(originally written Sept. 2008)

I've been quite energized by preparing for the challenge of the upcoming solo fretless gig.

Last solo gig was about six years ago, and there has been a lot of absorption and intake of languages, experiences, musics, and instruments over that period.

The main impetus of course has been the re-immersion into Indian music.

Indian music is essentially linear -- which is beautiful and is what its instruments are geared to -- but a solo fretless guitar can be more, much more, than just an electric sarod (which might be cool as well, but that's another story).

Jefferson and I are still hammering out the subtleties of applying the fretless in the Duo setting, but as I've been developing the solo material for the fretless the past couple of weeks, it occurs to me that I'm still treating the fretless in an essentially linear, " electric sarod" fashion with the Duo. Ha ha, that may change significantly when we get together next as I go through this process.

In an earlier post I discussed some aspects of my previous solo work, applying very post modern improvisation concepts into an early flamenco medium:

Very, very disparate traditions, yet the lynchpins I heard connecting them were musical occurrences such as a certain dissonance in the harmonic voicings; the fluidity of tempo; the immense degree of subtle improvisational interplay between guitarist and singer. I was hearing a lot of connective tissue between the two, not parallel bundles but interesting, flexible hinges, joints, angles, sinews, tendons. I started working with that and then took that idea a bit further, trying to liberate the material from a metric confinement while still keeping rhythm and drive very much a part of it. That distinction between meter and time and rhythm -- all distinct elements in my book -- had been done a lot within the free jazz idiom itself, but hadn't really been applied in a flamenco context.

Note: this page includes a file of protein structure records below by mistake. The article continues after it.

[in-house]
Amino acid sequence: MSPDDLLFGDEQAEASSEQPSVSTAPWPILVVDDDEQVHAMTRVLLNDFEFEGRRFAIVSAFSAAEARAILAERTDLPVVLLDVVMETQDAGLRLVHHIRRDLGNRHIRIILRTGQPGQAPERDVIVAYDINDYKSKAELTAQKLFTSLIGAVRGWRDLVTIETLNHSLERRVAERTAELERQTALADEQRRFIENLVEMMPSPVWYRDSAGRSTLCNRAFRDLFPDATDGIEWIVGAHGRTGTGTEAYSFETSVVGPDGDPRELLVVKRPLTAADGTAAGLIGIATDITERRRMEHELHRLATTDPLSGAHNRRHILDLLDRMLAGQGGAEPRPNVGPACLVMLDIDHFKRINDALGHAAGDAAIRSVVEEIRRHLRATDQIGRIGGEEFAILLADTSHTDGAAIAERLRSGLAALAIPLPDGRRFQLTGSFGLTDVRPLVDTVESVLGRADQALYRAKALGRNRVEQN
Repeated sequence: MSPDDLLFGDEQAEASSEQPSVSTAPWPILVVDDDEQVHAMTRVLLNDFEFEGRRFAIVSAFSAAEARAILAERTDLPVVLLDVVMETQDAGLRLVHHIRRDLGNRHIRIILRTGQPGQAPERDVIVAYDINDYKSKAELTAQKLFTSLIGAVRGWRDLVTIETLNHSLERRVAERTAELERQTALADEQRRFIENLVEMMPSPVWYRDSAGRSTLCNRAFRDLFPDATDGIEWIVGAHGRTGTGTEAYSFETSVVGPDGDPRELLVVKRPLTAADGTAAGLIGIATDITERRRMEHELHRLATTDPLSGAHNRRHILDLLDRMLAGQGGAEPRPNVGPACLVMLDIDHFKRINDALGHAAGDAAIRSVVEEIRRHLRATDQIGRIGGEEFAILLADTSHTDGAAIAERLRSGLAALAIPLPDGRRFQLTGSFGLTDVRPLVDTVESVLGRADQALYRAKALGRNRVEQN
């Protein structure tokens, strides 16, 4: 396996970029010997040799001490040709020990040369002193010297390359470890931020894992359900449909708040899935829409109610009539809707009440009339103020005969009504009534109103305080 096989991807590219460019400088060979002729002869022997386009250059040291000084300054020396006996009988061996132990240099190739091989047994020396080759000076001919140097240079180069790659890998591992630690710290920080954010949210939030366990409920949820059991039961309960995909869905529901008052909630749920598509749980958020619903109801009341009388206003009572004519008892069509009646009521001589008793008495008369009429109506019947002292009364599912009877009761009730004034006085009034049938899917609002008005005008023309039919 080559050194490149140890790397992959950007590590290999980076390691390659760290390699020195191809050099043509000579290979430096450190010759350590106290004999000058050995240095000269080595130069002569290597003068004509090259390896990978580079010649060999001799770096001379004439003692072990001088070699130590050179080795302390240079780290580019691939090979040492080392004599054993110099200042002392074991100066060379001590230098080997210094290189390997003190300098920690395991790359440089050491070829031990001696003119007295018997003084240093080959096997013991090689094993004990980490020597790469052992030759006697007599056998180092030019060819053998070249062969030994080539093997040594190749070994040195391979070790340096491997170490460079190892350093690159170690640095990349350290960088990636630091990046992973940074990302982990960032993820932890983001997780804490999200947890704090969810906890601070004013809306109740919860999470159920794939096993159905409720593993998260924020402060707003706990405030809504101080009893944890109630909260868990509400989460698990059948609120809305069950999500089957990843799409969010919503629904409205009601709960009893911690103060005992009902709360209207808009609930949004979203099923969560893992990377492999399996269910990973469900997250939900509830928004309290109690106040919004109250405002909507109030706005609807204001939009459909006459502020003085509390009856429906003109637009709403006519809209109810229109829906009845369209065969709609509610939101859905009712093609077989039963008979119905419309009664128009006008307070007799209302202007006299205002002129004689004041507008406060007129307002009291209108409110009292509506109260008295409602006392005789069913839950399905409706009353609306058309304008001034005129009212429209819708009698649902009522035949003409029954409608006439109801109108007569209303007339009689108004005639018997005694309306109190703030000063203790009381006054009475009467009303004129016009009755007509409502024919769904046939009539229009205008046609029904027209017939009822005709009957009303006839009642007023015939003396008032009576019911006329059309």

Conceptually, I'm trying to develop a similar methodology to working with Indian musical material; there's a lot of connective tissue I'm hearing here too.

While that post wasn't written that long ago, what's now apparent has been the impasse of treating the fretless in such a linear fashion.

But exploring the chordal and harmonic possibilities that a guitar can bring (and I mean both terms in the broad yet strict sense of any pitches sounding simultaneously, rather than implying any traditional sense of Western functional I-IV-V harmony or "standard" chord types) reveals the much larger challenge of applying some simultaneous pitch textures, filling the landscape with some vertical structures across the Indian music linear horizon.

Flamenco was easier in the sense that there was already prescribed harmonic procedures -- I just voiced them differently for added density and tension. Applying verticality to Indian music, so far I'm treating chords and tone clusters as more weighted, dense versions of any given melodic pitch, rather than any implied harmonic foundation or direction.

More to come.